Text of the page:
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Forum Participants Sound Off Over Water Quality Issues At Blue Water Festival

Sun 8-12-2018

(Arnolds Park)-- Funding for water quality projects and Iowa's voluntary nitrogen reduction plan were a couple of the main topics experts sounded off on at a forum during Saturday's Blue Water Festival at Arnolds Park.

Among those arguing that the state's voluntary nitrogen reduction plan is making a difference was Sean McMahon, Executive Director of the Iowa Agricultural Alliance...Sean McMahon 

"You know eight years ago there were only maybe about 10 thousand acres of cover crops that were cost shared in Iowa and then this last fall we had 760,000 acres in total. So is that enough cover crops? Absolutely not. You know we really need to scale this up. But we have made exponential progress just in the last eight years, going from 10,000 acres to 760,000 acres. That's a phenomenal increase. But if you look at the entire state of Iowa's row crops, 23 million acres, we're only at 3 percent of all those row crop acres. We'd actually like to see between 12 million and 17 million acres of cover crop."

But Cindy Lane of the Iowa Environmental Council says the voluntary isn't working and that not nearly enough is being done...Cindy Lane 

"Recent research has shown that instead of reducing our nitrate loads that are coming out of Iowa, because all of the nitrogen reduction strategy, right, is to address gulf hypoxia downstream, that we need to reduce it by 45 percent and instead from 2003, I believe, 2003 to 2016, IHR researchers have found that our nitrate loads are increasing by 47 percent. Increasing by 47 percent, and they need to be going down."

Bruce Trautman, acting director of the Iowa Department of Natural Resources, said he feels the voluntary effort is working...Bruce Trautman 

"I'm not going to sit here and believe for one minute that voluntary conservation doesn't work, if you do the right things and if you have the right people and if you take the watershed approach and if you have people upstream and downstream working together. It works. I'm not going to apologize for the work that's been done in the past, but I'm not going to say we're done."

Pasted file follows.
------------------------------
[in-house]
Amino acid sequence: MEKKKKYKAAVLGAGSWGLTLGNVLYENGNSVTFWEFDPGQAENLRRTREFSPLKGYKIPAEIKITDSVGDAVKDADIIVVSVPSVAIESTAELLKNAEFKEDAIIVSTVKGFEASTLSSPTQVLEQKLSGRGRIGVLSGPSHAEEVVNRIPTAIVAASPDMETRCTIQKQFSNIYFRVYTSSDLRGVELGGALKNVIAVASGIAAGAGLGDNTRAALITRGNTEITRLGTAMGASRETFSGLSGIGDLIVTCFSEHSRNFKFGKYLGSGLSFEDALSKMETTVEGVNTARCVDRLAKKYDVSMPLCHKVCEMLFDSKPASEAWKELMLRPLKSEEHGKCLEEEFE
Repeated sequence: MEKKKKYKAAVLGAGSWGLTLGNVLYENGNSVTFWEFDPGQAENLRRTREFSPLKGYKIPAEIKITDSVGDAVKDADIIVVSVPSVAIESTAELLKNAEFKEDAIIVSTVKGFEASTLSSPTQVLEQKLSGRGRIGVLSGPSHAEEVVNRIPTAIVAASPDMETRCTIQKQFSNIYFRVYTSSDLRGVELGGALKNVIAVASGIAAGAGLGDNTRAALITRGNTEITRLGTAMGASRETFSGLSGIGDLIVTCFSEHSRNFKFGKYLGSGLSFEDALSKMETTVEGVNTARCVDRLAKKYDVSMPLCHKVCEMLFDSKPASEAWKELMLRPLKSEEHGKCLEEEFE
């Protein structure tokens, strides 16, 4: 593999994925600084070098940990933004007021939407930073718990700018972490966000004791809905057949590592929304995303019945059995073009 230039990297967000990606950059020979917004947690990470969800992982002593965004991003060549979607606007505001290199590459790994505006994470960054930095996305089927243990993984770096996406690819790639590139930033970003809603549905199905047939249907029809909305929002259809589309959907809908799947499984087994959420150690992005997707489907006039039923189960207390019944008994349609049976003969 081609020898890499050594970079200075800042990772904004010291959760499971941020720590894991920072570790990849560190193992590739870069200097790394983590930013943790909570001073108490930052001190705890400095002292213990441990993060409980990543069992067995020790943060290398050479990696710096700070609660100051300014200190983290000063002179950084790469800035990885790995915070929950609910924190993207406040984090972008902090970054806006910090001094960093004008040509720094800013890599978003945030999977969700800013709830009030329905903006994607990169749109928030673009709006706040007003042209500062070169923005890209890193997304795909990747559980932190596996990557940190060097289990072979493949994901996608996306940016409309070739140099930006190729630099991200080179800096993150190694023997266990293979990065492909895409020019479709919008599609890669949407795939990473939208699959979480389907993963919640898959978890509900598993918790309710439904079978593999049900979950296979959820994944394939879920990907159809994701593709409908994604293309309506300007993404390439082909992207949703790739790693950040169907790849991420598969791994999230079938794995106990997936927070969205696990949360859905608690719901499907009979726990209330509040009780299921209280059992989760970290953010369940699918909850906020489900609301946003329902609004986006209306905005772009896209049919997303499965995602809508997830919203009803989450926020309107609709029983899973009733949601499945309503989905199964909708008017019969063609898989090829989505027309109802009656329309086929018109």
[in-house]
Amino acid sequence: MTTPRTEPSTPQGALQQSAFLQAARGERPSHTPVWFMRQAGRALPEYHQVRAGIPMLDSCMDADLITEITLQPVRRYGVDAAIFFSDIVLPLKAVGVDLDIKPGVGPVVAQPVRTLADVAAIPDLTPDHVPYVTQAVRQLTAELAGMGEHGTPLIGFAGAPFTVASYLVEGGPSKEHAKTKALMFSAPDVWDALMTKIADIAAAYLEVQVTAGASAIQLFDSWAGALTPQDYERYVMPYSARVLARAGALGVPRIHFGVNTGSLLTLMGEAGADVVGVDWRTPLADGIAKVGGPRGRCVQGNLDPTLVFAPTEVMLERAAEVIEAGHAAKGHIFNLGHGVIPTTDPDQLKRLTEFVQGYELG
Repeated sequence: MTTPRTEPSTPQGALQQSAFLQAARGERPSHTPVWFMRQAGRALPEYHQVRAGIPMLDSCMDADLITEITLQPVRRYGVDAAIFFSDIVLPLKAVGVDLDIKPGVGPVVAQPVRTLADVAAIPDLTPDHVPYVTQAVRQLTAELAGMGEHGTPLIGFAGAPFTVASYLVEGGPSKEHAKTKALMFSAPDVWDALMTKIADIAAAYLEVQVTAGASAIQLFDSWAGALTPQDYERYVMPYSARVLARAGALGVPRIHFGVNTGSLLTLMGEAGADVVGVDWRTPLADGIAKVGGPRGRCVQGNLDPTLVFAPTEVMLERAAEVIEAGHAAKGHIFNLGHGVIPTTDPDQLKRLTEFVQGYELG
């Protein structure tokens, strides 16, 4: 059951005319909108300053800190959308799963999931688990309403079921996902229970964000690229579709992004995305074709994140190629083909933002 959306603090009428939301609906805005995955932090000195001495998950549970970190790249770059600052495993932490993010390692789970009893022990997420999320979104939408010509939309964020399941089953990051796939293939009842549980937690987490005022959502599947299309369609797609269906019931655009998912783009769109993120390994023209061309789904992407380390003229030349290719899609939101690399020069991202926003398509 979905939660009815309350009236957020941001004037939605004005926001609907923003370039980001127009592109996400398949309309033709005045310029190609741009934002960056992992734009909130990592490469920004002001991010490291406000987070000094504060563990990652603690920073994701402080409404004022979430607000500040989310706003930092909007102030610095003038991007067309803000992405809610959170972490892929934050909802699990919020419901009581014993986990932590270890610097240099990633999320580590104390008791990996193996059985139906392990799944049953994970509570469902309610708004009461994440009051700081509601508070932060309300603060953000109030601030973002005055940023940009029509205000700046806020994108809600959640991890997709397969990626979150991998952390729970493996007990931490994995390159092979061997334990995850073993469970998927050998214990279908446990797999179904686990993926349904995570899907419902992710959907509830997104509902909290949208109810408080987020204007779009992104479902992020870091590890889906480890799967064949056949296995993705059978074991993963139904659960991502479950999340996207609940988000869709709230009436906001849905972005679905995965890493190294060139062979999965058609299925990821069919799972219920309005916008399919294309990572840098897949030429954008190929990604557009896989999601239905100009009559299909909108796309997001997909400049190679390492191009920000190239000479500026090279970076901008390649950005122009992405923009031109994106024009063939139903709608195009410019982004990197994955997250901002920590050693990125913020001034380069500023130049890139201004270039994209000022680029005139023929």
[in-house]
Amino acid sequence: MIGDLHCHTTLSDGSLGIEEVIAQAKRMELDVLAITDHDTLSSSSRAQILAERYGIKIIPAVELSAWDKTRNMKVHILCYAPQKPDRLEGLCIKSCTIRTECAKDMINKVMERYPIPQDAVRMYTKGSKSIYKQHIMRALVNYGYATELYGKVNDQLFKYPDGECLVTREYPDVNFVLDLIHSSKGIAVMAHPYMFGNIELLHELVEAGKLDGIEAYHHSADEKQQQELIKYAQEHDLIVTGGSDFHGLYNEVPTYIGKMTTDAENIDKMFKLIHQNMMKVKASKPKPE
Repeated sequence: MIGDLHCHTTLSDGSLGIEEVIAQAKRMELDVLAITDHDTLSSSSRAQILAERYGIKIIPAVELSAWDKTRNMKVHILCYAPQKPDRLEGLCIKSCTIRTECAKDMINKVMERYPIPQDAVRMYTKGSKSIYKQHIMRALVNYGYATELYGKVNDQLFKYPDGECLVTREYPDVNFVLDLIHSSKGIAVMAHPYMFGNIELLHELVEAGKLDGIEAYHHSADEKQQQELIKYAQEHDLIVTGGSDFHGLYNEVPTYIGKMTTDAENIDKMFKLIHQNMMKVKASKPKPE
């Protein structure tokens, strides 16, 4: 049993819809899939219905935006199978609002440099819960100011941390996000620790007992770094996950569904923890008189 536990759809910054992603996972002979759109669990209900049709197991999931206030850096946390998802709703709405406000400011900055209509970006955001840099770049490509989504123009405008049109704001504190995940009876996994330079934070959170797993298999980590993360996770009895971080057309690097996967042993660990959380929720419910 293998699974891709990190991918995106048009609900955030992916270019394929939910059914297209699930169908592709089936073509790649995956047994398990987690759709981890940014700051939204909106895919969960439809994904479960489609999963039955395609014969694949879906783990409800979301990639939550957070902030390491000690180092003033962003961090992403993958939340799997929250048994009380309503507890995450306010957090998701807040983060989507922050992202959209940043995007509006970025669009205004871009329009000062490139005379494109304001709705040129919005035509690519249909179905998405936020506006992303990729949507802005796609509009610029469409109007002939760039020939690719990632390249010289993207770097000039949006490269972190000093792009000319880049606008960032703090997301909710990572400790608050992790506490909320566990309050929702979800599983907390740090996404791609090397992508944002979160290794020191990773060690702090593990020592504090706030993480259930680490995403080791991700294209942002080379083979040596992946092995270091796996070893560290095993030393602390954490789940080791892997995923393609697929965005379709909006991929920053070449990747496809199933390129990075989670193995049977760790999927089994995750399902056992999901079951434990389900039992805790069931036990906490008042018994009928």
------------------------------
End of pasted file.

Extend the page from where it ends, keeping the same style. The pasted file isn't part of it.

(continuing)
Mary Skopec, Executive Director of Lakeside Lab, said the impacts of climate change are only going to complicate matters when it comes to run-off...Mary Skopec 

"We're getting highly leachable situations where the nitrogen, the phosphorous is leaving these systems in a much more rapid way than it has in the past, and so I'm a little bit nervous about using 19th century kind of numbers and 20th century numbers and looking at the 21st century and 22nd century. We need to be thinking about what our rainfall patterns are going to be, what's tolerable with six inch rain storms in March and April when we don't have landscapes that are protected, those soils are much more vulnerable now than they were even 50 years ago."

A water quality funding bill that was passed in the last session of the Iowa Legislature was another major topic of discussion. David Osterberg, an environmentalist and a former state legislator, says the bill fell far short of what is needed...David Osterberg 

"As long as you say we can't do anything unless we take away from schools, and you're never going to get very much money. Therefore I think the process ought to be that let's decide that we're serious about doing something about water quality and then let's put some money into it and let's put a tax on fertilizer where it ought to be. You know polluter pays." 

Bill Stowe, Superintendent of Des Moines Water Works, was also critical of the measure...Bill Stowe

"Sprinkling money around the state for ribbon cuttings with the Governor or with the Secretary of Agriculture cannot demonstrate to you, as somebody who has paid for those, that there is actually a benefit, an environmental benefit, and whether the tax is a 6 percent sales tax or whether it's IWILL, there's a fundamental issue in my view about whether we know how to effectively spend public money." 

Joe McGovern, President of the Iowa Natural Heritage Foundation, says the $2 million included in the funding bill falls far short of what is needed...Joe McGovern 

It can't do anything, it's just not enough. They put 2 million this year in it. 2 million. We did a project on Big Spirit that cost $1.6 million, we did it all with private money. One project was 1.6. So they're going to spread that over the state. So I just think we deserve way better than what we saw out of 512. We had a chance to do much, much more and that was what we got out of this session. Very disappointing."

Saturday's water quality forum lasted about two hours.